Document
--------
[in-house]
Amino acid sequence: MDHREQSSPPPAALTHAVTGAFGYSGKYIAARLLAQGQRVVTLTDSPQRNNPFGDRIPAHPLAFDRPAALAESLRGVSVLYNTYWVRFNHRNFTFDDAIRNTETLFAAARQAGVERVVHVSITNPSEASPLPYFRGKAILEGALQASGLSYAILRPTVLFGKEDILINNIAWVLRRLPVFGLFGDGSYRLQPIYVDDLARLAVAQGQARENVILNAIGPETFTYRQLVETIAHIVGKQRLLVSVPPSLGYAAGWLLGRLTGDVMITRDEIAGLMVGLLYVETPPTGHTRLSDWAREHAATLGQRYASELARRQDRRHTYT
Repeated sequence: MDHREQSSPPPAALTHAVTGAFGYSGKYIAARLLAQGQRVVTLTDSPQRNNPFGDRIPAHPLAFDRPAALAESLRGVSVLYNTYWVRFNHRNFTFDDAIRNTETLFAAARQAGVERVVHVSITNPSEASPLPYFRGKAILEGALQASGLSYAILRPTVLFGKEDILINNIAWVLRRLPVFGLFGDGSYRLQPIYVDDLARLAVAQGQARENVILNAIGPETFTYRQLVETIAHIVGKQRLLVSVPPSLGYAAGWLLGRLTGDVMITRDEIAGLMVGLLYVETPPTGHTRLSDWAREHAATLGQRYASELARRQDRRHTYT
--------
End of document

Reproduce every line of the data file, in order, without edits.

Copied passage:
[in-house]
Amino acid sequence: MDHREQSSPPPAALTHAVTGAFGYSGKYIAARLLAQGQRVVTLTDSPQRNNPFGDRIPAHPLAFDRPAALAESLRGVSVLYNTYWVRFNHRNFTFDDAIRNTETLFAAARQAGVERVVHVSITNPSEASPLPYFRGKAILEGALQASGLSYAILRPTVLFGKEDILINNIAWVLRRLPVFGLFGDGSYRLQPIYVDDLARLAVAQGQARENVILNAIGPETFTYRQLVETIAHIVGKQRLLVSVPPSLGYAAGWLLGRLTGDVMITRDEIAGLMVGLLYVETPPTGHTRLSDWAREHAATLGQRYASELARRQDRRHTYT
Repeated sequence: MDHREQSSPPPAALTHAVTGAFGYSGKYIAARLLAQGQRVVTLTDSPQRNNPFGDRIPAHPLAFDRPAALAESLRGVSVLYNTYWVRFNHRNFTFDDAIRNTETLFAAARQAGVERVVHVSITNPSEASPLPYFRGKAILEGALQASGLSYAILRPTVLFGKEDILINNIAWVLRRLPVFGLFGDGSYRLQPIYVDDLARLAVAQGQARENVILNAIGPETFTYRQLVETIAHIVGKQRLLVSVPPSLGYAAGWLLGRLTGDVMITRDEIAGLMVGLLYVETPPTGHTRLSDWAREHAATLGQRYASELARRQDRRHTYT